Angiodysplasia of the Colon
(Colonic Angiodysplasia, Arteriovenous Malformations [AVM] of the Colon)
Angiodysplasia of the colon occurs when enlarged and fragile blood vessels in the colon result in occasional bleeding in the gastrointestinal (GI) tract. If you think you may have this condition, contact your doctor immediately.
Angiodysplasia of the colon can be caused by:
A risk factor is something that increases your chance of getting a disease or condition. If you are over 60 years old, you are at increased risk of having angiodysplasia of the colon.
People with angiodysplasia of the colon may or may not have symptoms. If you experience any of these symptoms do not assume it is due to angiodysplasia of the colon. These symptoms may be caused by other health conditions. If you experience any one of them, see your physician.
Your doctor will ask about your symptoms and medical history. A physical exam will be done. Tests may include the following:
Talk with your doctor about the best treatment plan for you. Treatment may not be necessary, since about 90% of cases of angiodysplasia of the colon stop bleeding on their own. Treatment options include the following:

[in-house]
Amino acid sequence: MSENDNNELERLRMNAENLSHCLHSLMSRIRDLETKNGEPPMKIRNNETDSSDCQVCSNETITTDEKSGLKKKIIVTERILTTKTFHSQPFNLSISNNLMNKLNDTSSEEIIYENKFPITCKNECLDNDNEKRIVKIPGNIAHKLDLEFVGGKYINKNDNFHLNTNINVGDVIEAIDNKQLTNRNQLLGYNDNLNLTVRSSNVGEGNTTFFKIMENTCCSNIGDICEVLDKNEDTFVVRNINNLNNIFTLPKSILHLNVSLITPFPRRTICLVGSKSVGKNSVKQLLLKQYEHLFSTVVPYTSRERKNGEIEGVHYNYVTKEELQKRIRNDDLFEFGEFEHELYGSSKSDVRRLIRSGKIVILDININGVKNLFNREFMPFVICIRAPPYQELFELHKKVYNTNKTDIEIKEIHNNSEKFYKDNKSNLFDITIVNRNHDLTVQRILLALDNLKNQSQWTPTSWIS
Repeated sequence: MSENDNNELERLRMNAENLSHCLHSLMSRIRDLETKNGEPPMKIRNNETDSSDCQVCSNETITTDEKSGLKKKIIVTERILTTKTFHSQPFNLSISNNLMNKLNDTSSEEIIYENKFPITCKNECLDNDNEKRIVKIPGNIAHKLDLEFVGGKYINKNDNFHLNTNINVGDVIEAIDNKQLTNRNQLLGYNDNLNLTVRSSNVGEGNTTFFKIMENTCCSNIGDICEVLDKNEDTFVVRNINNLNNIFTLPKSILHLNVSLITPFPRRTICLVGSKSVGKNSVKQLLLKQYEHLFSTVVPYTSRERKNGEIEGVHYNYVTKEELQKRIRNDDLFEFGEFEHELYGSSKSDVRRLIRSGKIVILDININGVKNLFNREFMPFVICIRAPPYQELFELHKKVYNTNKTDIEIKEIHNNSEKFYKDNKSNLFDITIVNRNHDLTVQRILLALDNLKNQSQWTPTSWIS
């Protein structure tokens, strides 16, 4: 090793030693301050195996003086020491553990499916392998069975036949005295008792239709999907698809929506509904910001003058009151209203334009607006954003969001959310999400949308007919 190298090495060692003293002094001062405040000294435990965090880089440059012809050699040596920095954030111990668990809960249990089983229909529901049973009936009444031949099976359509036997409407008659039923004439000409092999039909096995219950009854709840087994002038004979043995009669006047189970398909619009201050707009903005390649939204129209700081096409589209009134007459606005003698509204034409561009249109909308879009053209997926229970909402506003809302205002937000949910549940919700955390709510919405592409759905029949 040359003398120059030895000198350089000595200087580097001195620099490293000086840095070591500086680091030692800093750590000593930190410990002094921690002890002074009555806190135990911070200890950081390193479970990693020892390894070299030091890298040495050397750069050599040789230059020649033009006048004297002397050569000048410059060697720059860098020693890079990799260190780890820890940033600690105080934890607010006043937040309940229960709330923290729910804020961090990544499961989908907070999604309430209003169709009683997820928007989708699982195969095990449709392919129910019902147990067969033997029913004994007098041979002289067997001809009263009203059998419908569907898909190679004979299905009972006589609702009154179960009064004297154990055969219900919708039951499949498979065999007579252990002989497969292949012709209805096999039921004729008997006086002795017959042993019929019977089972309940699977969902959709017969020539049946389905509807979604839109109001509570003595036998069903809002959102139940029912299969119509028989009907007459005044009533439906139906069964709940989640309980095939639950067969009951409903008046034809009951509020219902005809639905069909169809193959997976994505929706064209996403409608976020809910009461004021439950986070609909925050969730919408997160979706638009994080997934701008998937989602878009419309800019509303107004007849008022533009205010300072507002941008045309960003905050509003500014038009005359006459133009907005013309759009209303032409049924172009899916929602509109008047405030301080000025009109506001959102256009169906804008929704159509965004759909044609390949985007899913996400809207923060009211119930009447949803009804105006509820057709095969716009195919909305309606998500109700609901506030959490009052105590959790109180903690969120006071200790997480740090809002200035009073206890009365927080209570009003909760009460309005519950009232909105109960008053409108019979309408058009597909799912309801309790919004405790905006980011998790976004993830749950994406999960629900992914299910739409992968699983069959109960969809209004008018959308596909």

Your doctor can often cauterize (burn tissues with heat to seal bleeding blood vessels) the site of the bleeding during a colonoscopy.
The blood supply to the bleeding area can be clotted through angiography.
Hormonal therapy with estrogen can be helpful for some causes.
Surgery to remove the affected area of the colon may sometimes be necessary.
AGS Foundation for Health in Aging
National Digestive Diseases Information Clearinghouse
Canadian Association of Gastroenterology
Canadian Digestive Health Foundation
Angiodysplasia. DynaMed website. Available at: http://www.ebscohost.com/dynamed . Updated October 30, 2012. Accessed November 5, 2012.
American Gastroenterological Association. AGA guideline: evaluation and management of occult and obscure gastrointestinal bleeding. Gastroenterology . 2000;118:197.
Last reviewed November 2012 by Daus Mahnke, MD